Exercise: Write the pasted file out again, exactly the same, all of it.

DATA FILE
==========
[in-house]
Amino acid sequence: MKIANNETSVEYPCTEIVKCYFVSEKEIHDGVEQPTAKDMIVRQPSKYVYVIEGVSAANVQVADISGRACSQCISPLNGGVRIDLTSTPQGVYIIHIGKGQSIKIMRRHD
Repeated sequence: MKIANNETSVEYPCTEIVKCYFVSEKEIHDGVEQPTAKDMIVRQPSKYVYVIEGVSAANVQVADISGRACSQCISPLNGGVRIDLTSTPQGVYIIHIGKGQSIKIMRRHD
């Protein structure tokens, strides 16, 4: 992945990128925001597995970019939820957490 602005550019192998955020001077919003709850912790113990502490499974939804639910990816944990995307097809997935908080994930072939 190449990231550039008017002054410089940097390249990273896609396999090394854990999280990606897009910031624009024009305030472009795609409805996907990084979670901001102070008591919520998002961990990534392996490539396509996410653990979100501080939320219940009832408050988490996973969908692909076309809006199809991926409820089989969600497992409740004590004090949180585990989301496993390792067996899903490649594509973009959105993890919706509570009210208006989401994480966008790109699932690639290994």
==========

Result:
[in-house]
Amino acid sequence: MKIANNETSVEYPCTEIVKCYFVSEKEIHDGVEQPTAKDMIVRQPSKYVYVIEGVSAANVQVADISGRACSQCISPLNGGVRIDLTSTPQGVYIIHIGKGQSIKIMRRHD
Repeated sequence: MKIANNETSVEYPCTEIVKCYFVSEKEIHDGVEQPTAKDMIVRQPSKYVYVIEGVSAANVQVADISGRACSQCISPLNGGVRIDLTSTPQGVYIIHIGKGQSIKIMRRHD
């Protein structure tokens, strides 16, 4: 992945990128925001597995970019939820957490 602005550019192998955020001077919003709850912790113990502490499974939804639910990816944990995307097809997935908080994930072939 190449990231550039008017002054410089940097390249990273896609396999090394854990999280990606897009910031624009024009305030472009795609409805996907990084979670901001102070008591919520998002961990990534392996490539396509996410653990979100501080939320219940009832408050988490996973969908692909076309809006199809991926409820089989969600497992409740004590004090949180585990989301496993390792067996899903490649594509973009959105993890919706509570009210208006989401994480966008790109699932690639290994």